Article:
The bad news is that this may not be the last winter that we’ll have to endure another cycle of on-again, off-again hibernation because of COVID-19.
Some modelling is already predicting the third wave in mid-April. Even with a vaccine, some 80 percent of the population will have to be vaccinated to provide a bulwark against the disease. There continue to be a lot of moving parts when it comes to managing the coronavirus. And if we’re being honest, we likely won’t be out of the woods until 2022. The good news is we’re more than half way there. It’s been a blur.
Of course, this could have been avoided, most epidemiologists agree, if Canada had followed the example of Australia and New Zealand, and put the hammer down earlier with longer lockdowns during the first wave of the virus and at the beginning of the second wave.
The U.K., for example, has decided to lock down until the first day of summer (June 21) under its recently announced “roadmap” out of COVID-19. The plan is to lift the current lockdown in four stages, each lasting five weeks. The first order of business under the U.K.’s plan is the reopening of schools on March 8.
But even the June 21 target may be too ambitious, experts say, given the new variants of the virus floating in the breeze. Despite the successful rollout of the vaccine, the U.K. is still registering some 10,000 new COVID cases daily.
David Nabarro, the World Health Organization’s special envoy on COVID-19, raised eyebrows at the beginning of the second global wave last fall when he said that the WHO “do not advocate lockdowns as the primary measure for the control of the virus”. In other words, lockdowns shouldn’t be the primary strategy to fight the virus. As we’ve seen in other countries with robust testing and contact tracing in place, lockdowns have been the exception, not the rule.
“Lockdown’s really are a last resort,” Burlington-based family physician Jennifer Kwan says. “They’re a demonstration of failure.”
And so here we are a year later.
There’s a point of diminishing returns when it comes to getting people to adhere to public health restrictions. Some new modelling by researchers at York University suggests the longer lockdowns go, the more likely they are to induce COVID fatigue and cause people to start breaking the rules.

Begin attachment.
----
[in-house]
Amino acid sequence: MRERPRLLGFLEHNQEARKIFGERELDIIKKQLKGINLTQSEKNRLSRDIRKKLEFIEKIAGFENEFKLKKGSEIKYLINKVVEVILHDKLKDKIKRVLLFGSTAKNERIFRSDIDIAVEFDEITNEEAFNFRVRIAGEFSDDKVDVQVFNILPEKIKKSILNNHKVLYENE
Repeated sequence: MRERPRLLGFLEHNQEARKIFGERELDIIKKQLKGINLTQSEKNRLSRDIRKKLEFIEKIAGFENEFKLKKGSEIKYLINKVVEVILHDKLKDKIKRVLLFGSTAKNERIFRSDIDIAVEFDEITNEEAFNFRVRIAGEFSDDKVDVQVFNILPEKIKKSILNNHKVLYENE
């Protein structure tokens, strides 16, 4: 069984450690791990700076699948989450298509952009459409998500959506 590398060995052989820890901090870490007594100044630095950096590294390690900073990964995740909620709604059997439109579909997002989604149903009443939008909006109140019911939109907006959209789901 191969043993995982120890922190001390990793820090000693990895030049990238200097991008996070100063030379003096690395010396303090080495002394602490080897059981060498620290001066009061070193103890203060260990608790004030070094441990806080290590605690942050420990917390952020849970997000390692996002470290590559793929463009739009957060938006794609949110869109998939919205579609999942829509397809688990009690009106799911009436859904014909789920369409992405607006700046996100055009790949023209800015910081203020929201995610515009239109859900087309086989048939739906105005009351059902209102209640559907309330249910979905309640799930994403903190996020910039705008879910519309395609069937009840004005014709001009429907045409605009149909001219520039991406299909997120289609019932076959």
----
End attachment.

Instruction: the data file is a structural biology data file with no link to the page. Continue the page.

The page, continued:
“This is not some well you can keep going back to again and again,” says Iain Moyles, an associate professor of mathematics and statistics at York University’s Canadian Centre for Disease Modelling (CCDM), whose research was recently published in the journal Royal Society Open Science. “Every time you stay home you’re incurring a cost to yourself. That could be a literal economic cost or it could be a social cost like not seeing your friends or loved ones. And that’s the part that starts to wear.”
Moyles says that “social fatigue”, can diminish the effectiveness of lockdowns and lead to worse health outcomes and increased costs. What is the exact breaking point is highly individual and depends on a host of factors.
Fear, for example. During the first wave when we didn’t know as much as we know now about the behaviour of the coronavirus—in particular, the threat posed by aerosol transmission—most people who could were happy to hibernate.
But even with the increased chances of transmission posed by new variants, Moyles says fear is only one variable for people when weighing the risks. How many people, for example, are still taking into account factors in their daily decisions like the fact that COVID-19 is an asymptomatic disease and can be spread by people not showing any outward signs?
The availability of a vaccine will play a larger role in the decision-making process of assessing risk. Hopefully, it won’t be a case of offering people a false sense of security.
“People who have been vaccinated can be safely seeing other people who also have been fully vaccinated, including the few weeks after your second dose,” Kwan says. “But there’s a lot of nuance to that, right? You can’t really tell who else is vaccinated if you go to a grocery store.”
Which means physical distancing and masks for the foreseeable future. Of course, staying at home is still recommended.